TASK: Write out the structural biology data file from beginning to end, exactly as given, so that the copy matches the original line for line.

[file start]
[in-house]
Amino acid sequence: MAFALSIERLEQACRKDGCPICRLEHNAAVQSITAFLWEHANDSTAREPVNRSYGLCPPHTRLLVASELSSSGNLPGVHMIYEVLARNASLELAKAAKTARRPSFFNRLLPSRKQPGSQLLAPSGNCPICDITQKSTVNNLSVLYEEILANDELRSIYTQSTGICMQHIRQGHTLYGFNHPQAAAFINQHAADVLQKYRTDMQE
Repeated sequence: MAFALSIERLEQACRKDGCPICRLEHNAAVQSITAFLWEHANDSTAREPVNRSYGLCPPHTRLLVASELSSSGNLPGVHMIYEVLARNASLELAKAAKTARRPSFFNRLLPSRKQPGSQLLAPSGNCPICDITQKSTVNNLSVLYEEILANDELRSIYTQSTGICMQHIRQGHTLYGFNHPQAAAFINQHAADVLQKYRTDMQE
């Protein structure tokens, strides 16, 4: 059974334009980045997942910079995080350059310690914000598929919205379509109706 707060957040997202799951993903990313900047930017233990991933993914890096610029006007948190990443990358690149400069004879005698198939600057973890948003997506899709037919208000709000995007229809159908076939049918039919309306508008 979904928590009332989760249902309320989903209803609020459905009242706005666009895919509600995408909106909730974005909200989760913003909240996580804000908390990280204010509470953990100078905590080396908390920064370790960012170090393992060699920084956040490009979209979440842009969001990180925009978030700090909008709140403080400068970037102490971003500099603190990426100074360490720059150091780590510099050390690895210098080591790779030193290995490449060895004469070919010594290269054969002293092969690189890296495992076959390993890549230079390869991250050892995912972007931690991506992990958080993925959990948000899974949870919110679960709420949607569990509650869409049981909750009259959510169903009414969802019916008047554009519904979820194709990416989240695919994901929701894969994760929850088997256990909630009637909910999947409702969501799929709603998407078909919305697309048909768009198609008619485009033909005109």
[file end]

[in-house]
Amino acid sequence: MAFALSIERLEQACRKDGCPICRLEHNAAVQSITAFLWEHANDSTAREPVNRSYGLCPPHTRLLVASELSSSGNLPGVHMIYEVLARNASLELAKAAKTARRPSFFNRLLPSRKQPGSQLLAPSGNCPICDITQKSTVNNLSVLYEEILANDELRSIYTQSTGICMQHIRQGHTLYGFNHPQAAAFINQHAADVLQKYRTDMQE
Repeated sequence: MAFALSIERLEQACRKDGCPICRLEHNAAVQSITAFLWEHANDSTAREPVNRSYGLCPPHTRLLVASELSSSGNLPGVHMIYEVLARNASLELAKAAKTARRPSFFNRLLPSRKQPGSQLLAPSGNCPICDITQKSTVNNLSVLYEEILANDELRSIYTQSTGICMQHIRQGHTLYGFNHPQAAAFINQHAADVLQKYRTDMQE
């Protein structure tokens, strides 16, 4: 059974334009980045997942910079995080350059310690914000598929919205379509109706 707060957040997202799951993903990313900047930017233990991933993914890096610029006007948190990443990358690149400069004879005698198939600057973890948003997506899709037919208000709000995007229809159908076939049918039919309306508008 979904928590009332989760249902309320989903209803609020459905009242706005666009895919509600995408909106909730974005909200989760913003909240996580804000908390990280204010509470953990100078905590080396908390920064370790960012170090393992060699920084956040490009979209979440842009969001990180925009978030700090909008709140403080400068970037102490971003500099603190990426100074360490720059150091780590510099050390690895210098080591790779030193290995490449060895004469070919010594290269054969002293092969690189890296495992076959390993890549230079390869991250050892995912972007931690991506992990958080993925959990948000899974949870919110679960709420949607569990509650869409049981909750009259959510169903009414969802019916008047554009519904979820194709990416989240695919994901929701894969994760929850088997256990909630009637909910999947409702969501799929709603998407078909919305697309048909768009198609008619485009033909005109």